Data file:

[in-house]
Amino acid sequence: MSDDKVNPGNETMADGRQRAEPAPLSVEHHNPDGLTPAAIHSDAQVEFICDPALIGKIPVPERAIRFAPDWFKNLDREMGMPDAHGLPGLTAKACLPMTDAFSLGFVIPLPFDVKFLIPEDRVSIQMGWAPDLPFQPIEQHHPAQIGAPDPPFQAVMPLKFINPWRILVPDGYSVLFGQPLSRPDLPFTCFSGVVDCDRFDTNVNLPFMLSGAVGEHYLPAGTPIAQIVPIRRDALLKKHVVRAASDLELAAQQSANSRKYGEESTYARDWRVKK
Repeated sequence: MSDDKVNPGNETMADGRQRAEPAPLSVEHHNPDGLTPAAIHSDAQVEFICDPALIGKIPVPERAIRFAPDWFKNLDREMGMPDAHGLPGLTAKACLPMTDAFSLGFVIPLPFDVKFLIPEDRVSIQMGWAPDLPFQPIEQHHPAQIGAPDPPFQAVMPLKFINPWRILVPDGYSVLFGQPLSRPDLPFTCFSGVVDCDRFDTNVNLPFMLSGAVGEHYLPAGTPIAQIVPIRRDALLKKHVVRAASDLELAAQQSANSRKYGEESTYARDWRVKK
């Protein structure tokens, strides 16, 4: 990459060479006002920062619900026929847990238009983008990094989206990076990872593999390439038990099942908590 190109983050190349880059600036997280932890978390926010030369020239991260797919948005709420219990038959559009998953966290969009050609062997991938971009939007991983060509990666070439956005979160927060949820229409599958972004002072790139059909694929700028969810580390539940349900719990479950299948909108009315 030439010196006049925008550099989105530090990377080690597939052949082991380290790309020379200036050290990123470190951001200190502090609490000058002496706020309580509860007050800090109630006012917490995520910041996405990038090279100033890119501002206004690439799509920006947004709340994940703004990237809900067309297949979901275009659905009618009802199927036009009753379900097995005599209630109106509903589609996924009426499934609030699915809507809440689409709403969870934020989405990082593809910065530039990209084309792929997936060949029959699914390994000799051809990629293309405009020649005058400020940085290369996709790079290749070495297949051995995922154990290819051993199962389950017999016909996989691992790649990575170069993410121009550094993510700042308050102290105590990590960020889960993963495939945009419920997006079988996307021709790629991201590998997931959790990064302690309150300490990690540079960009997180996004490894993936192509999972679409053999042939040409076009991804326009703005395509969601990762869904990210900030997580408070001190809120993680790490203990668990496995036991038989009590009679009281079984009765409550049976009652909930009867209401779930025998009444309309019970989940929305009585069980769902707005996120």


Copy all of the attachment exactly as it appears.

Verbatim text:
[in-house]
Amino acid sequence: MSDDKVNPGNETMADGRQRAEPAPLSVEHHNPDGLTPAAIHSDAQVEFICDPALIGKIPVPERAIRFAPDWFKNLDREMGMPDAHGLPGLTAKACLPMTDAFSLGFVIPLPFDVKFLIPEDRVSIQMGWAPDLPFQPIEQHHPAQIGAPDPPFQAVMPLKFINPWRILVPDGYSVLFGQPLSRPDLPFTCFSGVVDCDRFDTNVNLPFMLSGAVGEHYLPAGTPIAQIVPIRRDALLKKHVVRAASDLELAAQQSANSRKYGEESTYARDWRVKK
Repeated sequence: MSDDKVNPGNETMADGRQRAEPAPLSVEHHNPDGLTPAAIHSDAQVEFICDPALIGKIPVPERAIRFAPDWFKNLDREMGMPDAHGLPGLTAKACLPMTDAFSLGFVIPLPFDVKFLIPEDRVSIQMGWAPDLPFQPIEQHHPAQIGAPDPPFQAVMPLKFINPWRILVPDGYSVLFGQPLSRPDLPFTCFSGVVDCDRFDTNVNLPFMLSGAVGEHYLPAGTPIAQIVPIRRDALLKKHVVRAASDLELAAQQSANSRKYGEESTYARDWRVKK
């Protein structure tokens, strides 16, 4: 990459060479006002920062619900026929847990238009983008990094989206990076990872593999390439038990099942908590 190109983050190349880059600036997280932890978390926010030369020239991260797919948005709420219990038959559009998953966290969009050609062997991938971009939007991983060509990666070439956005979160927060949820229409599958972004002072790139059909694929700028969810580390539940349900719990479950299948909108009315 030439010196006049925008550099989105530090990377080690597939052949082991380290790309020379200036050290990123470190951001200190502090609490000058002496706020309580509860007050800090109630006012917490995520910041996405990038090279100033890119501002206004690439799509920006947004709340994940703004990237809900067309297949979901275009659905009618009802199927036009009753379900097995005599209630109106509903589609996924009426499934609030699915809507809440689409709403969870934020989405990082593809910065530039990209084309792929997936060949029959699914390994000799051809990629293309405009020649005058400020940085290369996709790079290749070495297949051995995922154990290819051993199962389950017999016909996989691992790649990575170069993410121009550094993510700042308050102290105590990590960020889960993963495939945009419920997006079988996307021709790629991201590998997931959790990064302690309150300490990690540079960009997180996004490894993936192509999972679409053999042939040409076009991804326009703005395509969601990762869904990210900030997580408070001190809120993680790490203990668990496995036991038989009590009679009281079984009765409550049976009652909930009867209401779930025998009444309309019970989940929305009585069980769902707005996120």